When last did you hug someone?

Although I am all for understanding our challenging emotions and growing through them, we need some happiness to keep us creative in the way we address our challenges. Happiness is associated with some of the experiences we cannot currently enjoy given current restrictions, like going to a party, a night out with friends or a long awaited holiday. If we break it down to brain chemistry, this is when neurotransmitters like oxytocin, serotonin, dopamine and endorphins are released. It may feel reductionistic, but maybe there is something useful to learn here. I have been reading about these neurotransmitters and practical ways (not medical) that stimulate our “happy chemicals”. It is a vast and complicated subject, and in writing briefly about it, I will no-doubt oversimplify. Perhaps it encourages you to find out more detail…

When we are isolated, our oxytocin levels fall. It is related to our sense of belonging. How can we increase our connection with others while keeping our spatial distance in one-to-one conversations? We have grown so accustomed to interacting with whatsapp messages and they definitely have their value, but hearing a human voice in a phone conversation connects us more. A video call where we can see a face without a mask has an even more positive effect. Could we aIso create more group experiences? Our extended family regularly meets up in group video calls, but there are many other options. Uniting towards a common goal is part of belonging. One of the classic ways we usually do this is in supporting a sports team, or belonging to a club with a common interest, or joining a support group around a common challenge. Many of these are now happening online or – in the case of sports – before cameras without live audiences.

When someone receives a gift, their oxytocin levels can rise. With so many people celebrating birthdays under pandemic circumstances, we need to use our imaginations here. My daughter was sent a personalised video put together by a group of friends. We can order presents on-line and have them delivered. Even if it is not someone’s birthday, what specific need of another person could we address with a surprise gift?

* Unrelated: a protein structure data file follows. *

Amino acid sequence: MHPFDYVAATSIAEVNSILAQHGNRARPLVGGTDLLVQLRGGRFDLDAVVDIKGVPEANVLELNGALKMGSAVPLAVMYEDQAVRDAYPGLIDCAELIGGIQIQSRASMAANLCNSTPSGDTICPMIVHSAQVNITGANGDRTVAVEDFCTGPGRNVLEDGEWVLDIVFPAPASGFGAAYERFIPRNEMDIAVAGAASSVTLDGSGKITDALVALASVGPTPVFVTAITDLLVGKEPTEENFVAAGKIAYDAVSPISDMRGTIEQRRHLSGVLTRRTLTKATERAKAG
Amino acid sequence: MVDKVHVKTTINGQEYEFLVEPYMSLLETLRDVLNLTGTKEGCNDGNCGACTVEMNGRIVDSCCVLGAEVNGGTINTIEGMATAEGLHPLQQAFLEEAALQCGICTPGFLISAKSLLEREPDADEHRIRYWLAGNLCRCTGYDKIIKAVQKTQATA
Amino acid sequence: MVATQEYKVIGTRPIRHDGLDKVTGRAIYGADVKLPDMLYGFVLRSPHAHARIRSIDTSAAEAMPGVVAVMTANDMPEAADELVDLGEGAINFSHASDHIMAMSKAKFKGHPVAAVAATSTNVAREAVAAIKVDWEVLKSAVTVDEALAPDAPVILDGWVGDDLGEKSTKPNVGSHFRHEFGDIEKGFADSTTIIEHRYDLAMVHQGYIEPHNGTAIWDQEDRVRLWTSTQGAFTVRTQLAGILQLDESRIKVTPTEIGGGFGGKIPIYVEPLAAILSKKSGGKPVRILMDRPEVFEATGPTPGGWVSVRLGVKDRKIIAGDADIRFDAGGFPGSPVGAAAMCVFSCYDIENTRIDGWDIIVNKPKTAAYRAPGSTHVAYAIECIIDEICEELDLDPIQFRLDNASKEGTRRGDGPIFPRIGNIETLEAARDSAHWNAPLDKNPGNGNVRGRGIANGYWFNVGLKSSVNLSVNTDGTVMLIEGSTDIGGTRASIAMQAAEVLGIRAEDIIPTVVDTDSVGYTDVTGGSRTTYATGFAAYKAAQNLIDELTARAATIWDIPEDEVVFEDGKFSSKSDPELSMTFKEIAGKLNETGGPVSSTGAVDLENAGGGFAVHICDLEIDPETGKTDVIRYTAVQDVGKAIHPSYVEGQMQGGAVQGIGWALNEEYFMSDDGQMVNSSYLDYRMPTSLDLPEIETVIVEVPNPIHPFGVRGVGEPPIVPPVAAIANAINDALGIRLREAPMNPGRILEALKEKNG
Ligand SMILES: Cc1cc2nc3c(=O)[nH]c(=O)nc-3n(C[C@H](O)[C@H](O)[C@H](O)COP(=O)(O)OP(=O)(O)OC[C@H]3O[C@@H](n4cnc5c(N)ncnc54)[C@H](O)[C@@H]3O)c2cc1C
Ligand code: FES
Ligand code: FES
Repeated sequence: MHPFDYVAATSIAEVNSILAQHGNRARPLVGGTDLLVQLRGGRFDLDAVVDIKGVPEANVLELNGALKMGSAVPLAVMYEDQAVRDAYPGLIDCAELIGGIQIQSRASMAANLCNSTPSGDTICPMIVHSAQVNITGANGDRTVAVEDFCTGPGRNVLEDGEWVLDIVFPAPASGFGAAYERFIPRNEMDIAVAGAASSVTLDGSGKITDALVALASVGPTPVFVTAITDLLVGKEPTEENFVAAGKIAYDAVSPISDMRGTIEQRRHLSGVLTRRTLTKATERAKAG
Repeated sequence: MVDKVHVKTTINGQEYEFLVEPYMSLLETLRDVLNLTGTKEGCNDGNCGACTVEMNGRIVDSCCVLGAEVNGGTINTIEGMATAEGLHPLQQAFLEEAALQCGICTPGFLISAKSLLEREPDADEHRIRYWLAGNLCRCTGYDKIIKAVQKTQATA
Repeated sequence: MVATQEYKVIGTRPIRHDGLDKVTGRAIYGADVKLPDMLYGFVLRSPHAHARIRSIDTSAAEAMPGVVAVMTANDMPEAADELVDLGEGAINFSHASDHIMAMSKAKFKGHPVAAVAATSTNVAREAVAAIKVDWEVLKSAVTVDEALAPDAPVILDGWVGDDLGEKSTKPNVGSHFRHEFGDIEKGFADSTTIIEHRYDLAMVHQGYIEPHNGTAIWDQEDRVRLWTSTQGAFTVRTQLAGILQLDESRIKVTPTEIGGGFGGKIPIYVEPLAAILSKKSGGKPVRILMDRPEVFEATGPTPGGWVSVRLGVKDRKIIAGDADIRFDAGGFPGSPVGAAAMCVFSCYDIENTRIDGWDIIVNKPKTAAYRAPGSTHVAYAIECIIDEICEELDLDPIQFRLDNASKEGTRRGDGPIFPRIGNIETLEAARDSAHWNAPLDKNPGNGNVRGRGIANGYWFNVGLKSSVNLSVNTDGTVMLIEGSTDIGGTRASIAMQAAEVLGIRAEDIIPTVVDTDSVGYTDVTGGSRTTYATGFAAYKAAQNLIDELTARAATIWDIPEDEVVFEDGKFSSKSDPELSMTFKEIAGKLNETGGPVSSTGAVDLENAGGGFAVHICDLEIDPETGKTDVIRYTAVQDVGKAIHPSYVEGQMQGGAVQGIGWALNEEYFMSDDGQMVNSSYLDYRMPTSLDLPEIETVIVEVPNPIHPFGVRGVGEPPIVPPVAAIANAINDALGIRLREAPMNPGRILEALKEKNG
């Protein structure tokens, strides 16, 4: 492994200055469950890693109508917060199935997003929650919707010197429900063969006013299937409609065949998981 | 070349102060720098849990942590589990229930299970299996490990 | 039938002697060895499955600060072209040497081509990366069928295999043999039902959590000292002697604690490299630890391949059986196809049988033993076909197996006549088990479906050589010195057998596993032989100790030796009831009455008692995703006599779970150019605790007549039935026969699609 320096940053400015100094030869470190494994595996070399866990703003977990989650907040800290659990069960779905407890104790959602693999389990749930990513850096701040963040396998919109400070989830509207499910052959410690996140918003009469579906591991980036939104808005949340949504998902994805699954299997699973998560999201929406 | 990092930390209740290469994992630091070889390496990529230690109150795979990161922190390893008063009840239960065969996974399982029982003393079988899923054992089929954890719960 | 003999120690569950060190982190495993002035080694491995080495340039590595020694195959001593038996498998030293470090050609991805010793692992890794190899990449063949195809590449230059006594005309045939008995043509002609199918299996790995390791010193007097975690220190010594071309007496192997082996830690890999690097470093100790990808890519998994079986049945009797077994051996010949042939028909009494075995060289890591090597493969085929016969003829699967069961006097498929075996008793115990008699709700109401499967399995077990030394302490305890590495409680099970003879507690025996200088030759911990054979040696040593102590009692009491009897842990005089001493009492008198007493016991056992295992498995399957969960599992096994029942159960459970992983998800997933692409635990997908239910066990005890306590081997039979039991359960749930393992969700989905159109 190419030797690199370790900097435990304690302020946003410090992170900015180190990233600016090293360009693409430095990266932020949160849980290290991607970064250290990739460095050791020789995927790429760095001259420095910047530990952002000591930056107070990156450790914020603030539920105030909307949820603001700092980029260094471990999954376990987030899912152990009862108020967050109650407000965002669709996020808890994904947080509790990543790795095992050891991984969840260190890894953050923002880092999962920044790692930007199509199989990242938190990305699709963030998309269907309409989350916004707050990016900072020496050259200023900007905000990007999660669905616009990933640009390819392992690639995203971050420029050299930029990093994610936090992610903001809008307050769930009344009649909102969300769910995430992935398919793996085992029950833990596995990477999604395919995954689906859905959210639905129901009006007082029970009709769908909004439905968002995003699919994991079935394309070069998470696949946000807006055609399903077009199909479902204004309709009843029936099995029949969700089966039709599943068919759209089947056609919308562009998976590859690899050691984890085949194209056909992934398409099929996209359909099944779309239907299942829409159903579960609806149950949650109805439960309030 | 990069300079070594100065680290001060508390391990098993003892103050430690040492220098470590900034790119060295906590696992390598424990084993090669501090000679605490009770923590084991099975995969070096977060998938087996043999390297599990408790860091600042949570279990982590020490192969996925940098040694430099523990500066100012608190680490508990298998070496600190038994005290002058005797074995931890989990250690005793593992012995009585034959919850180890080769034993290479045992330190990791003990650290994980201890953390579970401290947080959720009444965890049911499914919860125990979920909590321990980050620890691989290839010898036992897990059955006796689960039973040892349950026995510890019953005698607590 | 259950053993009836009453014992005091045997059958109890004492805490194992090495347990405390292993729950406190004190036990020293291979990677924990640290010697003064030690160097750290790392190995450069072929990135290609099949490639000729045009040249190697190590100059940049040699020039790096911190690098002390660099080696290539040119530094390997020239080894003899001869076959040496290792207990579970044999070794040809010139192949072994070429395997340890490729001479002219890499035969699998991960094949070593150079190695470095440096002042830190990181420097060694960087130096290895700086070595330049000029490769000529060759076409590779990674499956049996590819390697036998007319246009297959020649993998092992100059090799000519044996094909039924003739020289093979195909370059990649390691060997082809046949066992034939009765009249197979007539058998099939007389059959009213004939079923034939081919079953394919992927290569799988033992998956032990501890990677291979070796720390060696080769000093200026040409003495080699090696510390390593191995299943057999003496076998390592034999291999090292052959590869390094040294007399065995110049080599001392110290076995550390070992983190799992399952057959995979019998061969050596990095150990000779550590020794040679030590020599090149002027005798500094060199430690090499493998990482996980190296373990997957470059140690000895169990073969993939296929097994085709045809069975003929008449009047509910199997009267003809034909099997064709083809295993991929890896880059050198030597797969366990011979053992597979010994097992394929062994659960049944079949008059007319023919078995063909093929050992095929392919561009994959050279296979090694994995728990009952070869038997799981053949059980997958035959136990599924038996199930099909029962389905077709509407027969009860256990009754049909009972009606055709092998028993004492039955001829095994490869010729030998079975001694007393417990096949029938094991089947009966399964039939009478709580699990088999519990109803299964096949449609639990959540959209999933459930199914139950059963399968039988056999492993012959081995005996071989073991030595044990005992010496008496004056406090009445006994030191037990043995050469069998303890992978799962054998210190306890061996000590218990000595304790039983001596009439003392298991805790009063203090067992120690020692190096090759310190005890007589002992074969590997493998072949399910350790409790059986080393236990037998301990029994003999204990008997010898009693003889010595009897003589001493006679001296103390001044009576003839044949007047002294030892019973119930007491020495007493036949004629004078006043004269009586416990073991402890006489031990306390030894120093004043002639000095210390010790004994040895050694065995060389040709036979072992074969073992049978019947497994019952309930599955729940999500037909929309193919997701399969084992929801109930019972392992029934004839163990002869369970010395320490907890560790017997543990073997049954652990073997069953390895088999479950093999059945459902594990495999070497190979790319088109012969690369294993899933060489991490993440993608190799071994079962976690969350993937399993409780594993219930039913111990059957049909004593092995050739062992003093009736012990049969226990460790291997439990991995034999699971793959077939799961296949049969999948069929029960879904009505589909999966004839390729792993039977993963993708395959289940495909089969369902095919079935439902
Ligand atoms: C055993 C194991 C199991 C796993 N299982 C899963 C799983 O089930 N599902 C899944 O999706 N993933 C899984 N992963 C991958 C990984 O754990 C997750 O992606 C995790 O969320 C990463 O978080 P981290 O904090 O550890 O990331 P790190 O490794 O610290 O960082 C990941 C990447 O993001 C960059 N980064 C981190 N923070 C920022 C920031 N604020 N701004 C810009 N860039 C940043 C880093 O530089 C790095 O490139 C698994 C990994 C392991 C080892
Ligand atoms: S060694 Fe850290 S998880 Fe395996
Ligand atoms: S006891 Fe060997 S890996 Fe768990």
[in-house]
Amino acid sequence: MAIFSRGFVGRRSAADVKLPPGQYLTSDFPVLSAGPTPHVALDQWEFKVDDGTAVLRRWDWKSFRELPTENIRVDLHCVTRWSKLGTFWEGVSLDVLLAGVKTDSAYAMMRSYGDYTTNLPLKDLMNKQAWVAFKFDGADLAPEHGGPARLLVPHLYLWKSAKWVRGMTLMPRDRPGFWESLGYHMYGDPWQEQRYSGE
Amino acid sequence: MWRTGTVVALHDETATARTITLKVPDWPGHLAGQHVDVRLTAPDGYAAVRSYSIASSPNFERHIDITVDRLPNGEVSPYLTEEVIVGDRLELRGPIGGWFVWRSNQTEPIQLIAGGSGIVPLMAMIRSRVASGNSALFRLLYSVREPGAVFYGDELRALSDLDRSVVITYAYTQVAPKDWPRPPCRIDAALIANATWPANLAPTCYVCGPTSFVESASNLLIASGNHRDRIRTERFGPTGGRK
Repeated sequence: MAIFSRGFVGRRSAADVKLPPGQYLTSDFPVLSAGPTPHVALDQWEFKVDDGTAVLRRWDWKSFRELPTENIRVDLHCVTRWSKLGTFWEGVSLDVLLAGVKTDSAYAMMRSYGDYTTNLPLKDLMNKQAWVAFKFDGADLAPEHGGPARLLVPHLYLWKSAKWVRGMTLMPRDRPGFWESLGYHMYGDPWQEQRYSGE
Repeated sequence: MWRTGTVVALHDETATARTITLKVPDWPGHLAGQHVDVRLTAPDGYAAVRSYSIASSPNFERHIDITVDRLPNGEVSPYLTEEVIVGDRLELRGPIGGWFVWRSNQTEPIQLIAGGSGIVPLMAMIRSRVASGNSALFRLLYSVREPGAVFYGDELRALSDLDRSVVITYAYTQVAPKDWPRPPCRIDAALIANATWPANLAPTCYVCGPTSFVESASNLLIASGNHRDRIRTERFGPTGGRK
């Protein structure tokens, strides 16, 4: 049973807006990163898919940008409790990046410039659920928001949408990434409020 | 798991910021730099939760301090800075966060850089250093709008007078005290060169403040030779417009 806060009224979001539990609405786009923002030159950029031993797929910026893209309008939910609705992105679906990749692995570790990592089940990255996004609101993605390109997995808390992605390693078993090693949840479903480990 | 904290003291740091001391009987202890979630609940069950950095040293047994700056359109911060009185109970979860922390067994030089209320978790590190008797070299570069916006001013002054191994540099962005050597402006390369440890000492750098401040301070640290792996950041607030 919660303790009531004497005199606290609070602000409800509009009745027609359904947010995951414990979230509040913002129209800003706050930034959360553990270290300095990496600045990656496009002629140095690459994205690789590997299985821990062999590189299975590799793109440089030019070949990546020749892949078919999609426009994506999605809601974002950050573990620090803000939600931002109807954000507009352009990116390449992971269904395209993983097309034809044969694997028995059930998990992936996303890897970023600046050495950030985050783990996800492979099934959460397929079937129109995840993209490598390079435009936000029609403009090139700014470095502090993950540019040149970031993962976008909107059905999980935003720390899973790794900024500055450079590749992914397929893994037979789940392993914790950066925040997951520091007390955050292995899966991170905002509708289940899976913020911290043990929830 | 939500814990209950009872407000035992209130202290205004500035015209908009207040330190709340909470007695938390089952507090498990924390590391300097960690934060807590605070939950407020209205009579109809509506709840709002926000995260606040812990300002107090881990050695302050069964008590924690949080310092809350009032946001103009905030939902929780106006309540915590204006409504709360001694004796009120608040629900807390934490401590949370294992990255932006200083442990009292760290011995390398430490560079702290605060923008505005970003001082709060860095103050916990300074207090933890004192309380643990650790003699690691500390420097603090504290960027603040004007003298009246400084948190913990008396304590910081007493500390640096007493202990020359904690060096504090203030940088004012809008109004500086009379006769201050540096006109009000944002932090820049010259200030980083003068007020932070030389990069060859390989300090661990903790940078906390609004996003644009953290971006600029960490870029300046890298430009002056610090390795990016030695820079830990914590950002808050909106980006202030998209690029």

Oxytocin is often referred to as the cuddle hormone. Hugging as a method of stimulating this neurotransmitter is of course greatly challenged by spatial distancing with people we do not live with. Cuddling with a pet is not quite the same, but it helps. In many countries pensioners have adopted animals from shelters in a move that has been helpful to both animal and person. Another way of activating this neurotransmitter is to “give yourself a hug” by wrapping your arms around yourself or rubbing your own upper arms using slow movements. I made myself a weighted blanket a few years ago to improve my sleep. Amongst its many advantages, the weight simulates a whole body hug and increases levels of oxytocin.

Serotonin is  probably most known for its links to exercise and what is often called “the runner’s high”. It is linked to our feelings of significance and value. Remembering past achievements and reliving the event can stimulate our brains to produce serotonin, so looking through a photo album of past accomplishments, or reminiscing about success experiences can give us a boost. Often, practicing gratitude reminds us that we are valued, as well as reminding us of what we value. Serotonin (along with vitamin D) is produced when we expose ourselves to sunlight, so 20 minutes of sun a day can boost our immune system as well as our mood. Apparently most of the body’s serotonin is found in our digestive system, where it plays a role in bowel regulation, and is linked to the presence of friendly bacteria and probiotics. This introduces the possibility that ensuring we have adequate levels of probiotics can influence how we feel.

Next time, more about dopamine and endorphins…

For now, here is a link to an interesting article with more detail about weighted blankets. You are welcome to contact me if you would like to know how I made my own.



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